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Talking about Non-Suicidal Self-Injury: The identification of barriers, correlates, and responses to NSSI disclosure

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Title: Talking about Non-Suicidal Self-Injury: The identification of barriers, correlates, and responses to NSSI disclosure
Author: Rosenrot, Shaina
Department: Department of Psychology
Program: Psychology
Advisor: Lewis, Stephen
Abstract: Non-suicidal self-injury (NSSI) is a prevalent behaviour among youth and young adults, yet little is known about why many youth choose not to disclose their NSSI. Disclosure of NSSI may have important implications for accessing treatment and eliciting support from family and friends. This dissertation sought to better understand the factors that promote and discourage NSSI disclosure, as well as gather a richer understanding of young adults’ experiences disclosing NSSI. To meet this aim, two studies were conducted. The first entailed a quantitative survey of 179 University of Guelph undergraduate students (Mage: 19 years, 85% women) with a history of NSSI. Results found that 22% of respondents had not disclosed to anyone. The majority of those who had disclosed first told a peer and rated that experience as being very difficult. Participants with self-reported scarring from NSSI reported more frequent, yet more difficult disclosure experiences, whereas those with higher levels of shame reported more difficult past disclosures and more negative attitudes toward future disclosures. Results highlight the need to further explore the impact of scarring on disclosure, as well as the role for shame-reduction messages, both in programs targeting NSSI and in individual psychotherapy. The second study sought to achieve a richer understanding of the process of disclosing NSSI and entailed a thematic analysis of interviews conducted with 17 participants (16 women and 1 man) using guidelines developed by Braun and Clarke (2006). Themes consisted of: barriers to disclosure (shame and concern about others); the role of scars (initiate disclosure, authenticate distress, enduring representation of pain); and responses to disclosure (silence/avoidance, understanding). Results underscored the central role of shame in NSSI disclosures, both as an experience impacting the difficulty and likelihood of disclosure and as a potential consequence of receiving avoidant responses to disclosure. Results also highlighted the role of scars from NSSI, including the impact of disclosures initiated by scars and the long-term consequences of having visible remnants of an act that carries societal stigma. Among the clinical implications discussed is the import of initiatives to reduce NSSI stigma and foster supportive and understanding responses to NSSI disclosures.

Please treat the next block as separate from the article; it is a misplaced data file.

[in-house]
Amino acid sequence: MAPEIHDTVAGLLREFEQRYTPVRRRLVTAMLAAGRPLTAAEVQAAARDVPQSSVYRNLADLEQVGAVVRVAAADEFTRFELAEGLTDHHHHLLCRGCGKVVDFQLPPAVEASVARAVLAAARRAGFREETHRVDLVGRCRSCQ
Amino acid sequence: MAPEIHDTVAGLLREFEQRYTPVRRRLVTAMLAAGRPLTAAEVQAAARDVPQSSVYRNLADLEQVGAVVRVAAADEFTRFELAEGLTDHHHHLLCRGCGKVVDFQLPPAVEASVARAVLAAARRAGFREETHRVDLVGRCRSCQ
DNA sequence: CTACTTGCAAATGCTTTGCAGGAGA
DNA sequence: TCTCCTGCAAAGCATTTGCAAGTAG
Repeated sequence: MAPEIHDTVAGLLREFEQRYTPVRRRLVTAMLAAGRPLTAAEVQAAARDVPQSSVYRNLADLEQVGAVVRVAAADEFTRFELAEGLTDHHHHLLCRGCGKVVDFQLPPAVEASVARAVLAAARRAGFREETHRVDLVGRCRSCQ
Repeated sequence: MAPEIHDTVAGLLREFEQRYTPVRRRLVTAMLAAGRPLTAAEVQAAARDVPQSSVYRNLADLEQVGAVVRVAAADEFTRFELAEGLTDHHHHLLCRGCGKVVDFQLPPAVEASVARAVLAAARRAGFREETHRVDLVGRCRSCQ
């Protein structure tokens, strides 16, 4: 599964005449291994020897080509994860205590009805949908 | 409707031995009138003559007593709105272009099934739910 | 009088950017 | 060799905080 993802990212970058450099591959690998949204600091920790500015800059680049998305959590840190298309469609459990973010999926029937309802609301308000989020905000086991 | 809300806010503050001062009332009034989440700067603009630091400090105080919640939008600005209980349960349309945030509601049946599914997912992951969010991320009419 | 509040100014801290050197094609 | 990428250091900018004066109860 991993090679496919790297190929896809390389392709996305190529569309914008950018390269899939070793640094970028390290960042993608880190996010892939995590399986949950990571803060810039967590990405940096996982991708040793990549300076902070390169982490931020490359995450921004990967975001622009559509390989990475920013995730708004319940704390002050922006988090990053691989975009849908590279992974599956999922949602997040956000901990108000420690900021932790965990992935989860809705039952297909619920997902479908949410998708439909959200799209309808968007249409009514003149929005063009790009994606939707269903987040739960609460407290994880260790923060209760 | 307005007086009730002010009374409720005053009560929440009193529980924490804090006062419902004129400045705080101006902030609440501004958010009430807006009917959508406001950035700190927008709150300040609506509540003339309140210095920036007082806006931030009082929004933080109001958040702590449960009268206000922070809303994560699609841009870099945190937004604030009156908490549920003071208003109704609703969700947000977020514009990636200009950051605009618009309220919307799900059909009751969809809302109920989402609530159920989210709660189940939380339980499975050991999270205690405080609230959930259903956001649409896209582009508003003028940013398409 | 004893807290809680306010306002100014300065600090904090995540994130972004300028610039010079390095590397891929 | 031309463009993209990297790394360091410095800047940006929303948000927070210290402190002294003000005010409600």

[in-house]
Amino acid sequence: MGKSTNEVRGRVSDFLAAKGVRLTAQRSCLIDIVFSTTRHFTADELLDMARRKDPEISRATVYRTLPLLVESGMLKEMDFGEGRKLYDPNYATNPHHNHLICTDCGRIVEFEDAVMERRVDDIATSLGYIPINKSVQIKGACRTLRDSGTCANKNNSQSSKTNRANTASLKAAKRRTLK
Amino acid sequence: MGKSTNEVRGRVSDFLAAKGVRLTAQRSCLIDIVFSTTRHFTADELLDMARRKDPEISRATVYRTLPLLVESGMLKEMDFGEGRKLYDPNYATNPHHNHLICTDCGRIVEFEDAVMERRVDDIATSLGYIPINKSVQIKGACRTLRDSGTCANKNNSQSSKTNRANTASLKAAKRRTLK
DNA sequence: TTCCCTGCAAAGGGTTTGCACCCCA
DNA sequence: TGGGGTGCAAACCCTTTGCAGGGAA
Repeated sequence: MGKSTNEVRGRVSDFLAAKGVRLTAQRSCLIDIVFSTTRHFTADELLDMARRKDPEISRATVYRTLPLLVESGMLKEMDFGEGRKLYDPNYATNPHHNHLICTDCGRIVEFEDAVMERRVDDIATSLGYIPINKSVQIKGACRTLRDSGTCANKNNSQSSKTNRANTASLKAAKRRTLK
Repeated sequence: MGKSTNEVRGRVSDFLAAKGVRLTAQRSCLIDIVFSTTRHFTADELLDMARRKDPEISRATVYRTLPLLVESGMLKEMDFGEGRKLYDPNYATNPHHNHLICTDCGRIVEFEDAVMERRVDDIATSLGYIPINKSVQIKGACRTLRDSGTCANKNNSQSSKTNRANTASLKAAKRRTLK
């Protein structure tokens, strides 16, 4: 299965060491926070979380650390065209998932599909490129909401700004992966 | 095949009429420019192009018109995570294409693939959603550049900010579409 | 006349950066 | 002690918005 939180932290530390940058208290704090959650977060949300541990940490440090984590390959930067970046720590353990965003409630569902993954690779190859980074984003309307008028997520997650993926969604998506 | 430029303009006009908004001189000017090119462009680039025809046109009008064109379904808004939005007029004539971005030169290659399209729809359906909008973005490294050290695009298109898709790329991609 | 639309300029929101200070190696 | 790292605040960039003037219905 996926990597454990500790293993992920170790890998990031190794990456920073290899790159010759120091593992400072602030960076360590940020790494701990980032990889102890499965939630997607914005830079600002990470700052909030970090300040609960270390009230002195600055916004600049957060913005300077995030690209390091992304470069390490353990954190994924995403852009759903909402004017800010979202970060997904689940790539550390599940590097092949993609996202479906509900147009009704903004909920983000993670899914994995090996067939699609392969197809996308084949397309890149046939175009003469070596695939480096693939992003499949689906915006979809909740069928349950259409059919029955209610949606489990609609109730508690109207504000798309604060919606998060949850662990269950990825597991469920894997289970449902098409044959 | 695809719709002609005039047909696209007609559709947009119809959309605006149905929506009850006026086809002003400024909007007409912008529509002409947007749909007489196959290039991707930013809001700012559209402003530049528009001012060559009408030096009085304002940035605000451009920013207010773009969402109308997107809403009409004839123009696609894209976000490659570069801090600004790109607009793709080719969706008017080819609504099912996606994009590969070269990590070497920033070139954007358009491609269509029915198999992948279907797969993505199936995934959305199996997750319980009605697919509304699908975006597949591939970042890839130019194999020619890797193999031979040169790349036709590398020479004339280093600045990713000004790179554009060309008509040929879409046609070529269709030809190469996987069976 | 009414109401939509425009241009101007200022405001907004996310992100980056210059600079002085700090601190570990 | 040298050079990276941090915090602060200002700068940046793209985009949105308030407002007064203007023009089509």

URI: http://hdl.handle.net/10214/9154
Date: 2015-08
Rights: Attribution 2.5 Canada
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Attribution 2.5 Canada Except where otherwise noted, this item's license is described as Attribution 2.5 Canada